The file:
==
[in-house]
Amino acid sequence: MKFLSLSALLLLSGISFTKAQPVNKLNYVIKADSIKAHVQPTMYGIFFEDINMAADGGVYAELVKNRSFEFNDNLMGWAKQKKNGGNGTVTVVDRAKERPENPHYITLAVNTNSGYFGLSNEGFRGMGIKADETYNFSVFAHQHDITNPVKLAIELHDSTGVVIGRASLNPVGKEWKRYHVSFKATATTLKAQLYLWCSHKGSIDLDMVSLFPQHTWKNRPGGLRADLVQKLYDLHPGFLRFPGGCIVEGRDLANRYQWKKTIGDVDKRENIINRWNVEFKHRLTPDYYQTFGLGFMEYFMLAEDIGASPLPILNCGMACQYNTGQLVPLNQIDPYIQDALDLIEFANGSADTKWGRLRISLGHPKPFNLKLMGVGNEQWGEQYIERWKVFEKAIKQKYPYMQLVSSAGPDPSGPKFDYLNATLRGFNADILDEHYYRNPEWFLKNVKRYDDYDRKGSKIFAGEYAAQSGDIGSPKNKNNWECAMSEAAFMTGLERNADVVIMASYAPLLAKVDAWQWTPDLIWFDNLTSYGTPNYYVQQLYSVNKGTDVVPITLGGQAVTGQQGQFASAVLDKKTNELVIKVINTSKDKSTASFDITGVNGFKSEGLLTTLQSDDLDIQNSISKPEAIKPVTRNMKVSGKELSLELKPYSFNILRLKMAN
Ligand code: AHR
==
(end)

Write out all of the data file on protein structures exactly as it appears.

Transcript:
[in-house]
Amino acid sequence: MKFLSLSALLLLSGISFTKAQPVNKLNYVIKADSIKAHVQPTMYGIFFEDINMAADGGVYAELVKNRSFEFNDNLMGWAKQKKNGGNGTVTVVDRAKERPENPHYITLAVNTNSGYFGLSNEGFRGMGIKADETYNFSVFAHQHDITNPVKLAIELHDSTGVVIGRASLNPVGKEWKRYHVSFKATATTLKAQLYLWCSHKGSIDLDMVSLFPQHTWKNRPGGLRADLVQKLYDLHPGFLRFPGGCIVEGRDLANRYQWKKTIGDVDKRENIINRWNVEFKHRLTPDYYQTFGLGFMEYFMLAEDIGASPLPILNCGMACQYNTGQLVPLNQIDPYIQDALDLIEFANGSADTKWGRLRISLGHPKPFNLKLMGVGNEQWGEQYIERWKVFEKAIKQKYPYMQLVSSAGPDPSGPKFDYLNATLRGFNADILDEHYYRNPEWFLKNVKRYDDYDRKGSKIFAGEYAAQSGDIGSPKNKNNWECAMSEAAFMTGLERNADVVIMASYAPLLAKVDAWQWTPDLIWFDNLTSYGTPNYYVQQLYSVNKGTDVVPITLGGQAVTGQQGQFASAVLDKKTNELVIKVINTSKDKSTASFDITGVNGFKSEGLLTTLQSDDLDIQNSISKPEAIKPVTRNMKVSGKELSLELKPYSFNILRLKMAN
Ligand code: AHR